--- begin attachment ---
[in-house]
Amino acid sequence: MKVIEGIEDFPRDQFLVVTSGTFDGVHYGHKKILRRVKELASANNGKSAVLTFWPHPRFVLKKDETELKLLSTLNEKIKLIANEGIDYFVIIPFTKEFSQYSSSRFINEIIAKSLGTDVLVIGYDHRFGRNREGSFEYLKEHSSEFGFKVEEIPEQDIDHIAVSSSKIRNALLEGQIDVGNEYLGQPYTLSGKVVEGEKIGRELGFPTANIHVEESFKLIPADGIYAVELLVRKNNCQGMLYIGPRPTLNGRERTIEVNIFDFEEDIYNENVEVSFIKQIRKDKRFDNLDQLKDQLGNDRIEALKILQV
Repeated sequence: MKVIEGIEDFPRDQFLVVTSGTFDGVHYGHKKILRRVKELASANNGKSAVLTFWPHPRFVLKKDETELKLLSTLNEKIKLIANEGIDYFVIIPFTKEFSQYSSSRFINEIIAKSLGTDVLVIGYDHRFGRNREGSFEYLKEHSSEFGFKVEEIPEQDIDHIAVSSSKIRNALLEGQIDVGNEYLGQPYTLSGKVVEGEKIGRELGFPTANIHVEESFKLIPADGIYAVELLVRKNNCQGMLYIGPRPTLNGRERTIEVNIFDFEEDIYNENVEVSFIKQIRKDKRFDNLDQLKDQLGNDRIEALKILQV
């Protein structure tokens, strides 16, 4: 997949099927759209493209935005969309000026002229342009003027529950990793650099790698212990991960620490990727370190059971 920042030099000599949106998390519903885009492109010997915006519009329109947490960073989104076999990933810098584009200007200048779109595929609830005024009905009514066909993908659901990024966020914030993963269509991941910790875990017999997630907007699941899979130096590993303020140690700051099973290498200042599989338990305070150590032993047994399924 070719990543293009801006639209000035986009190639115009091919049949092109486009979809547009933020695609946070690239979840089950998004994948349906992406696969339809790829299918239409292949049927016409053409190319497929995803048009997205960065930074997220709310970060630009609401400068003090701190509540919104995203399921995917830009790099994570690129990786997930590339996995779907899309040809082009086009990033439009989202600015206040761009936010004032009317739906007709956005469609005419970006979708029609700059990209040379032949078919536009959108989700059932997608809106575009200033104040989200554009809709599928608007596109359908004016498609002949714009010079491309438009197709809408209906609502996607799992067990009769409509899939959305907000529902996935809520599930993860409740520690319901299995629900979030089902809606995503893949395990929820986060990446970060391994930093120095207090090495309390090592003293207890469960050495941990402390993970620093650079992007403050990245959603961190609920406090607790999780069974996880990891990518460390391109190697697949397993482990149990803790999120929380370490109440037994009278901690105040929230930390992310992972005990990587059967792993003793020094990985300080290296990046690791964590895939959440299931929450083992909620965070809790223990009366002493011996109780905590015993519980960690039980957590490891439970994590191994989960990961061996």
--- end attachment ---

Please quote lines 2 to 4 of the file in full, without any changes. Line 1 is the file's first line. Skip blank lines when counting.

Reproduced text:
Amino acid sequence: MKVIEGIEDFPRDQFLVVTSGTFDGVHYGHKKILRRVKELASANNGKSAVLTFWPHPRFVLKKDETELKLLSTLNEKIKLIANEGIDYFVIIPFTKEFSQYSSSRFINEIIAKSLGTDVLVIGYDHRFGRNREGSFEYLKEHSSEFGFKVEEIPEQDIDHIAVSSSKIRNALLEGQIDVGNEYLGQPYTLSGKVVEGEKIGRELGFPTANIHVEESFKLIPADGIYAVELLVRKNNCQGMLYIGPRPTLNGRERTIEVNIFDFEEDIYNENVEVSFIKQIRKDKRFDNLDQLKDQLGNDRIEALKILQV
Repeated sequence: MKVIEGIEDFPRDQFLVVTSGTFDGVHYGHKKILRRVKELASANNGKSAVLTFWPHPRFVLKKDETELKLLSTLNEKIKLIANEGIDYFVIIPFTKEFSQYSSSRFINEIIAKSLGTDVLVIGYDHRFGRNREGSFEYLKEHSSEFGFKVEEIPEQDIDHIAVSSSKIRNALLEGQIDVGNEYLGQPYTLSGKVVEGEKIGRELGFPTANIHVEESFKLIPADGIYAVELLVRKNNCQGMLYIGPRPTLNGRERTIEVNIFDFEEDIYNENVEVSFIKQIRKDKRFDNLDQLKDQLGNDRIEALKILQV
């Protein structure tokens, strides 16, 4: 997949099927759209493209935005969309000026002229342009003027529950990793650099790698212990991960620490990727370190059971 920042030099000599949106998390519903885009492109010997915006519009329109947490960073989104076999990933810098584009200007200048779109595929609830005024009905009514066909993908659901990024966020914030993963269509991941910790875990017999997630907007699941899979130096590993303020140690700051099973290498200042599989338990305070150590032993047994399924 070719990543293009801006639209000035986009190639115009091919049949092109486009979809547009933020695609946070690239979840089950998004994948349906992406696969339809790829299918239409292949049927016409053409190319497929995803048009997205960065930074997220709310970060630009609401400068003090701190509540919104995203399921995917830009790099994570690129990786997930590339996995779907899309040809082009086009990033439009989202600015206040761009936010004032009317739906007709956005469609005419970006979708029609700059990209040379032949078919536009959108989700059932997608809106575009200033104040989200554009809709599928608007596109359908004016498609002949714009010079491309438009197709809408209906609502996607799992067990009769409509899939959305907000529902996935809520599930993860409740520690319901299995629900979030089902809606995503893949395990929820986060990446970060391994930093120095207090090495309390090592003293207890469960050495941990402390993970620093650079992007403050990245959603961190609920406090607790999780069974996880990891990518460390391109190697697949397993482990149990803790999120929380370490109440037994009278901690105040929230930390992310992972005990990587059967792993003793020094990985300080290296990046690791964590895939959440299931929450083992909620965070809790223990009366002493011996109780905590015993519980960690039980957590490891439970994590191994989960990961061996």